When John died, he was placed in a mausoleum and Stiffy Green was placed with a friend. The mournful dog would run away often and was always found on the steps of his deceased owner’s mausoleum. Eventually, everyone decided it would be best if Stiffy Green just became a cemetery dog.

Stiffy spent the end of his days in the cemetery. When he passed away, he was stuffed and placed next to the tomb of his owner.

Several months after Stiffy Green’s death, the cemetery caretaker heard a dog barking on the way to his car. He instantly recognized it as Stiffy Green’s bark coming from the direction of John’s mausoleum. Along with the phantom barks, people also reported seeing the figure of an elderly man strolling the cemetery with a small ghost bulldog following along.

Both stories are some fun Indiana folklore. Please note there are multiple versions of each story and some details have been proven false over time. But, I’m not here to ruin a perfectly good story. 

Indiana Ghosts: The Biting Poltergeist

For the next few posts, I am going to explore ghost stories in my home state: Indiana.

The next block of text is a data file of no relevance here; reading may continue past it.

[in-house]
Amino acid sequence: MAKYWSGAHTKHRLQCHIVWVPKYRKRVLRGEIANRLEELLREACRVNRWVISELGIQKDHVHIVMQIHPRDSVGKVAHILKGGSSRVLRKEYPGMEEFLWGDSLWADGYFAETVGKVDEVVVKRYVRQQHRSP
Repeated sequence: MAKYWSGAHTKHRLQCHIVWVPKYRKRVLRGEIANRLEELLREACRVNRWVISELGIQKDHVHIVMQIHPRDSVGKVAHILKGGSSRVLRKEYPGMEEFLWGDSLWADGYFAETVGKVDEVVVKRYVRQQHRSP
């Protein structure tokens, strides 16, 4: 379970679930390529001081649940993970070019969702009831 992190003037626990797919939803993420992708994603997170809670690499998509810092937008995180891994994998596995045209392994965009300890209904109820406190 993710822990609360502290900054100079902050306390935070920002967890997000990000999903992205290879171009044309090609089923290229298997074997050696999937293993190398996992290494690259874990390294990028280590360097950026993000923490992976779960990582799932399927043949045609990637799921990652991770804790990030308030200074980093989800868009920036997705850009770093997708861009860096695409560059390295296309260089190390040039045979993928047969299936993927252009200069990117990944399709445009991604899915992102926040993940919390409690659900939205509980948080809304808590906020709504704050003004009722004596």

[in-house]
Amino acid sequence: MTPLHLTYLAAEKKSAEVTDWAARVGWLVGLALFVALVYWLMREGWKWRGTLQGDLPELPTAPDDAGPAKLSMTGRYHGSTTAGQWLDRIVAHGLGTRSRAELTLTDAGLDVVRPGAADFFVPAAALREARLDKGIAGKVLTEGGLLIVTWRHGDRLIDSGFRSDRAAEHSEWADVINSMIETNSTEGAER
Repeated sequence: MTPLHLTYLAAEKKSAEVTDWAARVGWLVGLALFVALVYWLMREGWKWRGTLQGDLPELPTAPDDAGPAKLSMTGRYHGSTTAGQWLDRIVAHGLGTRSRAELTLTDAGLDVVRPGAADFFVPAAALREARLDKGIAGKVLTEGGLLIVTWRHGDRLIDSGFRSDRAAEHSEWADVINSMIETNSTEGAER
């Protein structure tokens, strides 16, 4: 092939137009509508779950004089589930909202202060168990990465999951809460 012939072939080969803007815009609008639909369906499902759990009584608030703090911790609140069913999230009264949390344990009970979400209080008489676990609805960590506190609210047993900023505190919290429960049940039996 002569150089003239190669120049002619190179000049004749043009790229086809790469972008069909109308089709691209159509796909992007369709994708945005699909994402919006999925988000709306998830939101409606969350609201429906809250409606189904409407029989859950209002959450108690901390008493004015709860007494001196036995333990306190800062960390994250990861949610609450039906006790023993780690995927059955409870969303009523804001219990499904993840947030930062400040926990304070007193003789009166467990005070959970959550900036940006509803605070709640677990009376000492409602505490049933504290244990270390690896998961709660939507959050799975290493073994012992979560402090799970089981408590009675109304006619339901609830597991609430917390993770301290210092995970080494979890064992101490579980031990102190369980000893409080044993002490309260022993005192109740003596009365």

pvecnabag9o-jilbert-ebrahimi

In Indianapolis during the 1960s, the Beck family was allegedly terrorized by a poltergeist that threw glass, knocked on the walls, and left “mysterious bat-like bites.” The family living on North Delaware Street included Renate Beck (in her 30s), her daughter Linda (in her teens), and her mother Lina Gemmecke (in her 60s).

The start date of the activity differs from source to source, but it began in March 1962 when a glass was thrown by an invisible source.  In a later incident, the grandmother (Gemmecke) got up from a chair and a glass was mysteriously thrown across the room, hitting the wall right above the chair she had just been sitting in. Members of the family also reported bite marks appearing on their skin, a rarity for poltergeists. Damage to the house included feathers torn out of pillows, pictures ripped from frames, broken glass, and dents in the walls from thrown objects.

Dr. William Roll, a researcher of poltergeist phenomena, stayed with the family from March 16-22 and documented the case in a chapter of his 1972 book, The Poltergeist. He was also accompanied by clinical psychologist, Dr. David Blumenthal. Below are some interesting passages about his experience.

Concerning the bites… 

screenshot-2016-12-27-at-4-42-39-pm

screenshot-2016-12-27-at-4-42-53-pm
pages 57-58

Concerning the knocks…

screenshot-2016-12-27-at-4-24-02-pm
page 61
screenshot-2016-12-27-at-4-19-57-pm
page 62

A poltergeist’s origins can be attributed to various factors. The unseen spirits receive power from human drama and/or children entering their teens. In this case, we have a 13-year-old daughter. We also have reported tension (by neighbors) between Renate and her mother. Poltergeists can also be hoaxes and many thought Gemmecke was behind this one.